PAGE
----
The Broadcasters' Desktop Resource

The “Nemo”

[May 2013] We often use terms and phrases, and wonder just where they came from. In this article, Donna Halper explains a term that essentially has come and gone, except as a footnote in history – a colorful one at that.

As with much of the world, broadcasters have always spoken a sort of different language. For one example, in radio’s early years Jack Dodge of WNAC was known as one of Boston’s best “pick up men.”

That was not to mean he was popular with the ladies, although he well might have been because Dodge was young, handsome, and single. Actually, it meant he was an engineer experienced at handling broadcasts at places away from the main studios called “pick-ups.”

In between those years when they were called pick-ups and the modern terminology of remote broadcast, those events from outside the station’s studios had another special name: from the mid-1920s into the 1950s, they were called a “nemo.”

How that name came about is the subject of much debate among media historians.

Word Origin

One thing is certain: the name Nemo was already very well-known in popular culture during the 19-teens and early 20s. Children in school studying The Odyssey would have learned that Odysseus used Nemo (the Latin for no-one or no man) when asked his name by the monster Cyclops.

Then there was Captain Nemo, the enigmatic protagonist in Jules Verne’s famous adventure story 20,000 Leagues Under the Sea.

And in 1905, pioneering cartoonist Winsor McCay began drawing a critically-acclaimed comic strip called Little Nemo, about a young boy who had amazing adventures in a mythical place called Slumberland. Little Nemo was syndicated in major newspapers for over a decade and it became an animated film as well as a children’s game.

Furthermore, if you were a woman living in the around the turn of the 20th century, you were very familiar with Nemo as the brand name for a popular corset that helped women to achieve the impossibly slender waist expected in the era from the 1890s through the 1930s (it was first advertised in women’s magazines in 1895).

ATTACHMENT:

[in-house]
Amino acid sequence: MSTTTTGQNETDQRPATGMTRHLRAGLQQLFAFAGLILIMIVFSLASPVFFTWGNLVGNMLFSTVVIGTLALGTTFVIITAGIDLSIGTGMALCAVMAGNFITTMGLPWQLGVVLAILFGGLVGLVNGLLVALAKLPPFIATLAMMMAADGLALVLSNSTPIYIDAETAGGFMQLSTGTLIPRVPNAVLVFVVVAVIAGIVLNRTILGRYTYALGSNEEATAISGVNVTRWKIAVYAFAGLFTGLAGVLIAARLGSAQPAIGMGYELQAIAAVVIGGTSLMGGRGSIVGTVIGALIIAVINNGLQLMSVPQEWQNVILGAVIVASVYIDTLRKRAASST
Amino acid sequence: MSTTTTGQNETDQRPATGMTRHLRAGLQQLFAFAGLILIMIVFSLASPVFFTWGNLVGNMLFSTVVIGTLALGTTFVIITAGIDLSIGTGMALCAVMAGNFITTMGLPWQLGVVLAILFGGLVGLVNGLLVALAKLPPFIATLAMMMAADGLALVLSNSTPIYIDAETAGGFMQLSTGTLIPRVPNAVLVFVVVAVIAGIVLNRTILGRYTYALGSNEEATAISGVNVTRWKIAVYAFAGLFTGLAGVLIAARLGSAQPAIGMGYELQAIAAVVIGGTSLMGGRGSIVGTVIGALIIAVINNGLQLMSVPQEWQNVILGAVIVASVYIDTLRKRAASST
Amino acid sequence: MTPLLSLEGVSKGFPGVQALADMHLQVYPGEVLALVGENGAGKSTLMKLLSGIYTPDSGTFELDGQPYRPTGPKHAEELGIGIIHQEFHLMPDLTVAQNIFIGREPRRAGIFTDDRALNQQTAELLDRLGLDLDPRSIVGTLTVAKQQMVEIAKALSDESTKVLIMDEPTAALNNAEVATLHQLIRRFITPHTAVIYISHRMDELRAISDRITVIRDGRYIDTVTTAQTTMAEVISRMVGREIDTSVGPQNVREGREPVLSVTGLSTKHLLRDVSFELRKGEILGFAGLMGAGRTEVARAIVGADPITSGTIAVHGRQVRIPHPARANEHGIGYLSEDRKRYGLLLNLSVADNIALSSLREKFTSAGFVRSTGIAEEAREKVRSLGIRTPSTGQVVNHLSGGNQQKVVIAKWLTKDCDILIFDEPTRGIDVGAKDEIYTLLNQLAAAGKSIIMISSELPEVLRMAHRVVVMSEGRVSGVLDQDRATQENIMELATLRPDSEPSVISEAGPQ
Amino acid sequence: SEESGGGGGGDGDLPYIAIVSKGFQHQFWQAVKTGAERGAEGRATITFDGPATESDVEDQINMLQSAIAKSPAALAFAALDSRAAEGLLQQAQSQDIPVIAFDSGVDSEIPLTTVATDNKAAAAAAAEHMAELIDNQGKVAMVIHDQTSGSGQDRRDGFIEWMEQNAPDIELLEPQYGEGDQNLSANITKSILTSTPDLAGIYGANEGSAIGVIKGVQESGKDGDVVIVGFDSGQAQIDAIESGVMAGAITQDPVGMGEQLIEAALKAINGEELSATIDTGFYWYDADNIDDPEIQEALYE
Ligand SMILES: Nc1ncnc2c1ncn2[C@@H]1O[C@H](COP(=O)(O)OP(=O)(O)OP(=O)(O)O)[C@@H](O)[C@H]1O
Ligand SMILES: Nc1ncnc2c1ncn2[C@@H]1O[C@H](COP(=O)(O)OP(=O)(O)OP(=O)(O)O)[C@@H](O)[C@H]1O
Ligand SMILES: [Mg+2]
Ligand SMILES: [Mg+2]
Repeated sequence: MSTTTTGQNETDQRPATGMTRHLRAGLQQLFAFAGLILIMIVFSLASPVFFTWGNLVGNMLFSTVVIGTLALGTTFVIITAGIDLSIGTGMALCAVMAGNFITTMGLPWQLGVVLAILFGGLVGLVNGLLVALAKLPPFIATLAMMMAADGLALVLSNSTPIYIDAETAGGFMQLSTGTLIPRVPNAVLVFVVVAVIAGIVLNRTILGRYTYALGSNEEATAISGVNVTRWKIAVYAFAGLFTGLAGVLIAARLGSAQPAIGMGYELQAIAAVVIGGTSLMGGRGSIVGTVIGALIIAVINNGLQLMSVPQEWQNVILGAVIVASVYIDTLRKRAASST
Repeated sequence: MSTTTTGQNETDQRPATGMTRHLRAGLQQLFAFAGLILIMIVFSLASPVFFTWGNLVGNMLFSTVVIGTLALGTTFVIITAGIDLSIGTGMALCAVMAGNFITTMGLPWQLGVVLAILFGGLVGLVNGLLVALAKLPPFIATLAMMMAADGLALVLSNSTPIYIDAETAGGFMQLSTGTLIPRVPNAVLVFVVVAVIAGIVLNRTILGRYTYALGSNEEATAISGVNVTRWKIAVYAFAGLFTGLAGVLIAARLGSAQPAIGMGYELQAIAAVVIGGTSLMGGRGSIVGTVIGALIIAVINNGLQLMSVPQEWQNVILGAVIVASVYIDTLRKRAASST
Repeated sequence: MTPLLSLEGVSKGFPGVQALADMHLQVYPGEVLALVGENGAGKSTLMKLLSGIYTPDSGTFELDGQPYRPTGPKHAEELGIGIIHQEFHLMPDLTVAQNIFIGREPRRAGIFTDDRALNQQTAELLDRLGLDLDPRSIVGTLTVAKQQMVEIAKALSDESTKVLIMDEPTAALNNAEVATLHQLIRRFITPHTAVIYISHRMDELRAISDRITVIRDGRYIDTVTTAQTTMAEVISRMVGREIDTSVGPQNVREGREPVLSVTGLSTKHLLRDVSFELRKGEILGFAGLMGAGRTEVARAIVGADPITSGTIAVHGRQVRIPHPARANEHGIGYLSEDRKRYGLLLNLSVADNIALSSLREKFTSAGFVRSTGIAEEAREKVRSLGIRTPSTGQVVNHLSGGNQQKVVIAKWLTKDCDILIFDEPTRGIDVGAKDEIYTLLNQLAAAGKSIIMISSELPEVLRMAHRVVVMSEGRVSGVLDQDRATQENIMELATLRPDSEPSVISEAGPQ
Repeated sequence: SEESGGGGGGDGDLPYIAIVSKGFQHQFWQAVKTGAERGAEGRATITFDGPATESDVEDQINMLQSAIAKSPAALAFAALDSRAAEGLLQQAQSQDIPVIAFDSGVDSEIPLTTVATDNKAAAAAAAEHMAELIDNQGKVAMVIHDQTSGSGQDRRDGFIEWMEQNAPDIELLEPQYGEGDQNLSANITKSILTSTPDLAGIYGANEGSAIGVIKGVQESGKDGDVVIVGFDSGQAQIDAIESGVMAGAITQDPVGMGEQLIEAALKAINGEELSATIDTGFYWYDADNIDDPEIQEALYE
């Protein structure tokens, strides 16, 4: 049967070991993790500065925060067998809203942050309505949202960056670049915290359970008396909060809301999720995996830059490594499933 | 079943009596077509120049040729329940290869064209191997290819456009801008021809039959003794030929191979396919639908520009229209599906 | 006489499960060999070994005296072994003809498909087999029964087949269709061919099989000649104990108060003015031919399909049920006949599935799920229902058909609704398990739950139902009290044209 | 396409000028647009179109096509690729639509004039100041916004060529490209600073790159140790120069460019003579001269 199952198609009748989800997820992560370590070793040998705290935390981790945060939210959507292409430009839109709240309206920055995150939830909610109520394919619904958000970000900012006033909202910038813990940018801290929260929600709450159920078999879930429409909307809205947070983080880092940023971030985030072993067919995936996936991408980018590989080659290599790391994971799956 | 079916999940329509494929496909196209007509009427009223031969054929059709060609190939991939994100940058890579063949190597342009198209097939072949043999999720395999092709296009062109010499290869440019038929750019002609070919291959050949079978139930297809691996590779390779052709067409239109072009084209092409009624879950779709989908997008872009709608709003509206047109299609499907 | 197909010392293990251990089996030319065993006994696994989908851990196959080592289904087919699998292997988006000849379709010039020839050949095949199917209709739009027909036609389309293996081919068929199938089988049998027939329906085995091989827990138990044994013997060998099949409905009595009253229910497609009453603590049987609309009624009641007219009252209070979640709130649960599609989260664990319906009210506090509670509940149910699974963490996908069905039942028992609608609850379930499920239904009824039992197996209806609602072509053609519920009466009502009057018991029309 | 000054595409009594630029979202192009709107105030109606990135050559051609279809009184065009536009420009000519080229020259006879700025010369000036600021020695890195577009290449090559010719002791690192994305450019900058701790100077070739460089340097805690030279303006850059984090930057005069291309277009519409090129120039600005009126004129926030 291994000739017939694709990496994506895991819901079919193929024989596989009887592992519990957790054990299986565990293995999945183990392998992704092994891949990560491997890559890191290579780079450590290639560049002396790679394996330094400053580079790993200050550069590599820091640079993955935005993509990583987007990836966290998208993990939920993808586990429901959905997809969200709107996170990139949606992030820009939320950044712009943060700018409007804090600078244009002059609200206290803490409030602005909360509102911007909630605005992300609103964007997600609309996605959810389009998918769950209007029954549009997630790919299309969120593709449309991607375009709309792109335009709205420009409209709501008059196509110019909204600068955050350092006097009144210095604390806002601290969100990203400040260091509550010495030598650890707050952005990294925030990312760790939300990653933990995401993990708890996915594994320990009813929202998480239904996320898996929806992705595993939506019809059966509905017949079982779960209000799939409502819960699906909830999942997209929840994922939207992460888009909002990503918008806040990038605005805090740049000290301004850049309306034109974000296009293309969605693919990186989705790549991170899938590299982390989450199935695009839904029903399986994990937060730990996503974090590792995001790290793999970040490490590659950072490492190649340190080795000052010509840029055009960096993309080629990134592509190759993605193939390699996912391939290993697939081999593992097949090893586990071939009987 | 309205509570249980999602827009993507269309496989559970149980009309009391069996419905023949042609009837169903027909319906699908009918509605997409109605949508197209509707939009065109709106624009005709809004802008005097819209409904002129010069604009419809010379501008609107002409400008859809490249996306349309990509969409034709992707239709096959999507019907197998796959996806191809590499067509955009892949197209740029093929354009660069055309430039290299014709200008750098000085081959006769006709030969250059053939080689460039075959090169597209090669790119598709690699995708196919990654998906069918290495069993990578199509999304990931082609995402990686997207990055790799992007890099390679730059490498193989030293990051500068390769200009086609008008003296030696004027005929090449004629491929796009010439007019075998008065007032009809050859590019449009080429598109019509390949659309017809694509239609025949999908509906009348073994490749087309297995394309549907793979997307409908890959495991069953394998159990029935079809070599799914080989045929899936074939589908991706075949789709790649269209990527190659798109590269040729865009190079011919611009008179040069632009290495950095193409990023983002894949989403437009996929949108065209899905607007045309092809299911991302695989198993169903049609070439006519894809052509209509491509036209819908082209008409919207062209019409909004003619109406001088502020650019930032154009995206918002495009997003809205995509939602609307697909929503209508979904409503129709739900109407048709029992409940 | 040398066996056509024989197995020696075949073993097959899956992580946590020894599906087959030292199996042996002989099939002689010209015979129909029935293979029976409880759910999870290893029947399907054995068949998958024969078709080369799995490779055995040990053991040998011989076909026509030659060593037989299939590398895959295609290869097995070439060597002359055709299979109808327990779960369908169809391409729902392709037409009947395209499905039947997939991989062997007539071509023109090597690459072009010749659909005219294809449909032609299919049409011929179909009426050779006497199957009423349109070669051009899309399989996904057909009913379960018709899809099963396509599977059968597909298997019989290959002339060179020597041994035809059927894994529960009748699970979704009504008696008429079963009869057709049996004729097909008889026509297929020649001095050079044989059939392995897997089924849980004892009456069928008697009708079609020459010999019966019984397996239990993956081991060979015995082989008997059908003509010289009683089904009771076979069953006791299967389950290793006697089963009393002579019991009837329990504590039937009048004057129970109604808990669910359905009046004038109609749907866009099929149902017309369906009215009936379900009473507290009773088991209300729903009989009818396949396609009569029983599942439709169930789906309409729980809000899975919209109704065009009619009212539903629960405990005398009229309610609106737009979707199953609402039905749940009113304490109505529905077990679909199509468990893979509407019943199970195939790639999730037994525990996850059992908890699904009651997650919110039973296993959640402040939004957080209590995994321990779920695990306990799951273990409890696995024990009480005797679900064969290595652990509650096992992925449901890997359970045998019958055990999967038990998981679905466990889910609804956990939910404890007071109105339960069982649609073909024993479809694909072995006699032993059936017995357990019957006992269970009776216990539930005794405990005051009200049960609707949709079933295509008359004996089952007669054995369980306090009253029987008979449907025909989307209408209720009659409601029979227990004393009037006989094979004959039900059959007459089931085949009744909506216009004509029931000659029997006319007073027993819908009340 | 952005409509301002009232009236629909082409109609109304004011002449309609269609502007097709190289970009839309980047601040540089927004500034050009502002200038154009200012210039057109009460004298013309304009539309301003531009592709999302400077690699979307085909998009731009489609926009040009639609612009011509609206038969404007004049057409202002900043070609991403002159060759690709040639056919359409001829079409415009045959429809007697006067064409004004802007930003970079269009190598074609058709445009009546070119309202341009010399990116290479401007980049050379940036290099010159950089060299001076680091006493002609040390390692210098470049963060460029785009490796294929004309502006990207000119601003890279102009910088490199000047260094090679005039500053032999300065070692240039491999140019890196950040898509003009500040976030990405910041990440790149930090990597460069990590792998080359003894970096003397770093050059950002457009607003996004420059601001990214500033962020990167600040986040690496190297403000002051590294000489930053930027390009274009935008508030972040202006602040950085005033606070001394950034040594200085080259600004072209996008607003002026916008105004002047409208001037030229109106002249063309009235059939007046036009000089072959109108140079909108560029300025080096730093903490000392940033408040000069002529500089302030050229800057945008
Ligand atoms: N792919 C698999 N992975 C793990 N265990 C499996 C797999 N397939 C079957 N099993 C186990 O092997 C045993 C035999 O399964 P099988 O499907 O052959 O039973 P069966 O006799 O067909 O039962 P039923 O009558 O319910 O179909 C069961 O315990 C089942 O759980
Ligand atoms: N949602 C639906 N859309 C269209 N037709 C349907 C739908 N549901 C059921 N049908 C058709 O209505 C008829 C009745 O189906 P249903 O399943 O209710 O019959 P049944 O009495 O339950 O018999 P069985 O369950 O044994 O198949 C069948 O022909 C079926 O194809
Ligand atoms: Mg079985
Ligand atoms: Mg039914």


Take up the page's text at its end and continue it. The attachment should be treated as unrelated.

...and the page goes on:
A newspaper ad from circa 1925

Adapted to Radio

So, how did the word nemo enter the world of broadcasting?

Contrary to some stories, it does not seem to have been somebody’s last name, nor does it seem to be the initials for an acronym meaning “not emanating [from] main office,” an explanation that was suggested years after the term was in common use.

Exactly when nemo was first uttered by a broadcaster is difficult to say, but we do know that in 1925 the local New York papers noted the appearance of the “Nemo Male Quartet” (possibly based at the Nemo Theater at 110th and Broadway).

Additional media mention of the term came in mid-July 1927. At that time, several articles from the RCA/NBC publicity department began appearing in major newspapers like the Washington Post, Dallas Morning News and the New York Times.

Published Usage

In those stories, nemo was described as a “coined word, of no original technical significance.”

The articles claimed “nemo” was an accidental exclamation by George Edwin Stewart, an NBC engineering supervisor at WEAF in New York.

According to the accounts, he was hurriedly giving instructions in preparation for a remote broadcast and stumbled over some of his words. What he said sounded like nemo, which evidently struck his colleague as amusing.

It caught on quickly as thereafter, whenever it was time to do a remote, you could hear the term nemo being repeated around the station.

In early December 1928, further explanation was offered, in an article in the Riverside (CA) Daily Press about the origins of new words. In this version, the word “nemo” was said to be “pure Latin for nobody.”

The article said that “radio broadcasting technicians” use this word, or speak about a “nemo station” when describing “the stadium, hall or distant station from which a program is being transmitted to the broadcasting station over a telephone wire.”

By 1929, the word was sufficiently well-known in radio circles that Dr. Frank H. Vizetelly, editor of the Funk & Wagnall’s Standard Dictionary, told a reporter he had heard of a “nemo job,” referring to setting up a remote control broadcast.

No One to See Here